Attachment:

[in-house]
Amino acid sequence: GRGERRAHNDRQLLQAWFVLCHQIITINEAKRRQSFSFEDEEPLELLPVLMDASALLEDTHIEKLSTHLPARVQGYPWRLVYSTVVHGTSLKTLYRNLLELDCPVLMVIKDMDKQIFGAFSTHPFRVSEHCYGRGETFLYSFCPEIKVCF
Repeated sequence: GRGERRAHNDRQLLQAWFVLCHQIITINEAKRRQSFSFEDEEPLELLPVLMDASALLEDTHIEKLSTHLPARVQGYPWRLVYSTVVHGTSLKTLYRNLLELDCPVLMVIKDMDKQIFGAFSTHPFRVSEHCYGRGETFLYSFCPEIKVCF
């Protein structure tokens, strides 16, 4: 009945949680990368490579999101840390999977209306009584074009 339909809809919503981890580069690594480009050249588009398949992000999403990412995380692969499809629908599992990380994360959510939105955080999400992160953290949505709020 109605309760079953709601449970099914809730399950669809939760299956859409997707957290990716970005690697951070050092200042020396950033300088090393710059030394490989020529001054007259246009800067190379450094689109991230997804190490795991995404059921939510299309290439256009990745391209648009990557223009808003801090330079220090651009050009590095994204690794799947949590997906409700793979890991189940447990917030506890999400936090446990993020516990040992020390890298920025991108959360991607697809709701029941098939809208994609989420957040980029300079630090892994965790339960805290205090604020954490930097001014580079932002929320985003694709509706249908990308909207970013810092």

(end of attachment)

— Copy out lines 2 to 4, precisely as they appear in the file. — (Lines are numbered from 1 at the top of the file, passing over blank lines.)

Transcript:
Amino acid sequence: GRGERRAHNDRQLLQAWFVLCHQIITINEAKRRQSFSFEDEEPLELLPVLMDASALLEDTHIEKLSTHLPARVQGYPWRLVYSTVVHGTSLKTLYRNLLELDCPVLMVIKDMDKQIFGAFSTHPFRVSEHCYGRGETFLYSFCPEIKVCF
Repeated sequence: GRGERRAHNDRQLLQAWFVLCHQIITINEAKRRQSFSFEDEEPLELLPVLMDASALLEDTHIEKLSTHLPARVQGYPWRLVYSTVVHGTSLKTLYRNLLELDCPVLMVIKDMDKQIFGAFSTHPFRVSEHCYGRGETFLYSFCPEIKVCF
């Protein structure tokens, strides 16, 4: 009945949680990368490579999101840390999977209306009584074009 339909809809919503981890580069690594480009050249588009398949992000999403990412995380692969499809629908599992990380994360959510939105955080999400992160953290949505709020 109605309760079953709601449970099914809730399950669809939760299956859409997707957290990716970005690697951070050092200042020396950033300088090393710059030394490989020529001054007259246009800067190379450094689109991230997804190490795991995404059921939510299309290439256009990745391209648009990557223009808003801090330079220090651009050009590095994204690794799947949590997906409700793979890991189940447990917030506890999400936090446990993020516990040992020390890298920025991108959360991607697809709701029941098939809208994609989420957040980029300079630090892994965790339960805290205090604020954490930097001014580079932002929320985003694709509706249908990308909207970013810092």